In this series of articles the BBC goes in search of goddesses from many religious cultures and different continents, and ask: what does it mean for both women and men to worship a goddess, rather than a male god? Where has the goddess disappeared to in faiths like Christianity and Islam, which appear so dominated by men?
“Mary of course is an important figure in Islam, where she’s honoured as the mother of the Prophet Jesus.
But anything like the veneration of Mary at Walsingham would be quite unthinkable for Muslims – so where do they look for the feminine aspect of the divine, and where do they find it?
“When you look at the Quran it has one description of the essence of the divine. And language fails to describe the essence of that entity, which is indescribable and cannot be defined. But there is a description in the Quran, and the description is androgynous. Androgynous, gender-less, or even better, beyond gender.
“My conclusion is that the divine as defined in the Quran is gender-less or even beyond gender. However, if the Quran is divinely inspired, when it was recorded it was recorded by a patriarchal culture. And the divine was turned into a He. So when you read the Quran you will find that God said, Allah said, and then He said.”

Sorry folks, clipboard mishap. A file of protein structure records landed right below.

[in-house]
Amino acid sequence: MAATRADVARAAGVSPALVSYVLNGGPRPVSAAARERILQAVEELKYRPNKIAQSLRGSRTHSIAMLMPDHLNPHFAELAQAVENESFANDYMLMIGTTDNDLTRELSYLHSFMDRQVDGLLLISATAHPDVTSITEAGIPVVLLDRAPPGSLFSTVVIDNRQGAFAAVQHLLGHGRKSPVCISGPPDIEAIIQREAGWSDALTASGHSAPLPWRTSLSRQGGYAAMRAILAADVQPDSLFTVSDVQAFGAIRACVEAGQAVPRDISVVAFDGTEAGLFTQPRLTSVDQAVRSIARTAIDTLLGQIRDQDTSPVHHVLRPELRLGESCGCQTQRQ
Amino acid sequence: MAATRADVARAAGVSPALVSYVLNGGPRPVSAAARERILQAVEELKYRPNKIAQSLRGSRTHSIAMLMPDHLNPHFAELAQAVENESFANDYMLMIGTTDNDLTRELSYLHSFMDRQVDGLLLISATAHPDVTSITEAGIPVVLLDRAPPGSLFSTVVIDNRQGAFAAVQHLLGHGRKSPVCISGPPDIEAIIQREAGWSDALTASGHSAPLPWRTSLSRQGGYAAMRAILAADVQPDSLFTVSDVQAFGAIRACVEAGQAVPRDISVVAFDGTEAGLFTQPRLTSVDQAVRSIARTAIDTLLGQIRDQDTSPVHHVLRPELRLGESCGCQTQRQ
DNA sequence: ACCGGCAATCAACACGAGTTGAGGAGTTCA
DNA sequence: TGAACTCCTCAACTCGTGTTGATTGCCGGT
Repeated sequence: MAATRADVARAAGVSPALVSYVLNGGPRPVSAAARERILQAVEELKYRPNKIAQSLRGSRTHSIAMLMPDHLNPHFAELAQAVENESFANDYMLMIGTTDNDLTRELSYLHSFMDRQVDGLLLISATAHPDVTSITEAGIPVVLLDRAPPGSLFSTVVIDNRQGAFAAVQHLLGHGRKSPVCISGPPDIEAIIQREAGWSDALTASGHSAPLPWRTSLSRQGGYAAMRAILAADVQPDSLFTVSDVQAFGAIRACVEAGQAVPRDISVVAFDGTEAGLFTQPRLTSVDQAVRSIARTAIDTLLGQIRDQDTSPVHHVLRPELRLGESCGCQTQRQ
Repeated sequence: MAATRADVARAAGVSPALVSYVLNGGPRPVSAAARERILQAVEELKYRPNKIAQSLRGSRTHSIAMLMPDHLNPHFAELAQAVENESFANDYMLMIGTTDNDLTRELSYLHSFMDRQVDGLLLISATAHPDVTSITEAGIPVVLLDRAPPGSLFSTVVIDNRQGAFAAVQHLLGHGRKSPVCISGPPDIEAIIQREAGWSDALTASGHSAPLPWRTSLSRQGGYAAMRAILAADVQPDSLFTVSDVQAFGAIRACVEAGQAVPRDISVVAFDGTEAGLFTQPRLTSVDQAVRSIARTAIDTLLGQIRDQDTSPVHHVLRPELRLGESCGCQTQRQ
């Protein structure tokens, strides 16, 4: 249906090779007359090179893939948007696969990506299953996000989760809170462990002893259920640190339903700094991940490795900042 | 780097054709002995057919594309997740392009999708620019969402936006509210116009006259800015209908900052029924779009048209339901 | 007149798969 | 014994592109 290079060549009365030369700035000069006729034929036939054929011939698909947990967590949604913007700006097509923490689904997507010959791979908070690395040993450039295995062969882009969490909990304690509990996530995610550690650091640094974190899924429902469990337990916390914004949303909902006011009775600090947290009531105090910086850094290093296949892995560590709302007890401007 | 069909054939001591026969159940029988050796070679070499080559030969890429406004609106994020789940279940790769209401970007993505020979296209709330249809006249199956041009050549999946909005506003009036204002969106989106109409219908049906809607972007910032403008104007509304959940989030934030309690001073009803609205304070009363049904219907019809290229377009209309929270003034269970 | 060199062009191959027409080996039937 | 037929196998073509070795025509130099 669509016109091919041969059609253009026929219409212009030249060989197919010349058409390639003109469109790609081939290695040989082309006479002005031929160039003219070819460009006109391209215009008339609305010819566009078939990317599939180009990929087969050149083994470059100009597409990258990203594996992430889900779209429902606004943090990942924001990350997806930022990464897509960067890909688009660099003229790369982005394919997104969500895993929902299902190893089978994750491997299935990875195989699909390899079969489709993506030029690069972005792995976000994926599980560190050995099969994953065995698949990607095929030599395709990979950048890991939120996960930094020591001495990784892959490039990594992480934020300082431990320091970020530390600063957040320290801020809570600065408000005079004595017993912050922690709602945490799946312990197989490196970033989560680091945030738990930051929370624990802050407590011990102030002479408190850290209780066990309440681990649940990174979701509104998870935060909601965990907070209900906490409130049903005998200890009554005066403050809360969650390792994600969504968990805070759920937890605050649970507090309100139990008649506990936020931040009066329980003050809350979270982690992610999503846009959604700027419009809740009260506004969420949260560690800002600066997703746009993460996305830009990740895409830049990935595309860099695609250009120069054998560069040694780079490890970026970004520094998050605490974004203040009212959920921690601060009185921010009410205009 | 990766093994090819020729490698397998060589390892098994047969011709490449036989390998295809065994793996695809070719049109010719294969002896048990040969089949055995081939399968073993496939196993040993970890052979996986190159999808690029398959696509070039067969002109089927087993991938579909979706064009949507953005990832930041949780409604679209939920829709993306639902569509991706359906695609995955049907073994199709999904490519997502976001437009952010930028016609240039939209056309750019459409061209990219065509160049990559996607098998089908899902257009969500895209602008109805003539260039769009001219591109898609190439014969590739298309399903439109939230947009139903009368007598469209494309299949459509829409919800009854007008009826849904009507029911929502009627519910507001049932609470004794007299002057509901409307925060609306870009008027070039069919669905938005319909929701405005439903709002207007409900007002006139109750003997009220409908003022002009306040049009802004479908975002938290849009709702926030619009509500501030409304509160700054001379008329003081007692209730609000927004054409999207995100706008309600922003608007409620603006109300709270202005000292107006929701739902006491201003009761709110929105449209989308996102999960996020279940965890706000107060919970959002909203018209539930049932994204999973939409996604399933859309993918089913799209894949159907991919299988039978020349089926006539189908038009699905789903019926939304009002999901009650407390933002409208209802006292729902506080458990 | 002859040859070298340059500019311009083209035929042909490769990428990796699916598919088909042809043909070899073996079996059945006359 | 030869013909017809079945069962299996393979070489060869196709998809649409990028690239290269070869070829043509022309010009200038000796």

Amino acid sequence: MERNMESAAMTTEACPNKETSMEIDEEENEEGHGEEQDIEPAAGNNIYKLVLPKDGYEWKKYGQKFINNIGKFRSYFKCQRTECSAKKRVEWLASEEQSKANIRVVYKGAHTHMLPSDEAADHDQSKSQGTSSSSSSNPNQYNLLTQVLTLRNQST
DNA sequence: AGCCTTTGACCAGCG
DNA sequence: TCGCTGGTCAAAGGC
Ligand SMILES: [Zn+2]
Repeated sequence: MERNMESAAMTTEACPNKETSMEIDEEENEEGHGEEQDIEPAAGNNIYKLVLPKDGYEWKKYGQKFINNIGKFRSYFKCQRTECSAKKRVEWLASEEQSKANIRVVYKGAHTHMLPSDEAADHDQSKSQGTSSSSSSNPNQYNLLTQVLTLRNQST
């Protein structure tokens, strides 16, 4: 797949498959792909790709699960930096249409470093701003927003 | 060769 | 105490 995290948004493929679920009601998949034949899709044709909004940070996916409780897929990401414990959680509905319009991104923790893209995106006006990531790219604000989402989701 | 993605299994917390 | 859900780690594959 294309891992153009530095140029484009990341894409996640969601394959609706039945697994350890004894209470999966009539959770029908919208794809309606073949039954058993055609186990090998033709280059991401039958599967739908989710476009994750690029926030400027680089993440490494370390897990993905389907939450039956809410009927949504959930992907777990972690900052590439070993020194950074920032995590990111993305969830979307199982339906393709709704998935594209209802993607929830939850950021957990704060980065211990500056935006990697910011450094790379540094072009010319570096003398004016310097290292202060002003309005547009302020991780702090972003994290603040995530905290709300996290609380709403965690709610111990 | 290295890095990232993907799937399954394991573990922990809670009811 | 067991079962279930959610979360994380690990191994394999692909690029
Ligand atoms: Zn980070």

Fadia Faqir, Jordanian British writer and feminist.
And yet, if the Qur’an is divinely inspired, as Muslims believe, does this text inspired by God reveal a feminine side of God? There are attributes like compassion, kindness, and forgiveness, says Fadia – but to call them feminine may not be useful:
“If God is an essence, you can’t apply gender norms to an essence. So I wouldn’t go there myself. The feminists in the West, they have turned God into feminine, they say she rather than he. And I don’t know if it’s going to be useful for us to turn God into a she. We cannot define God. So to apply gender is a bit hasty.” “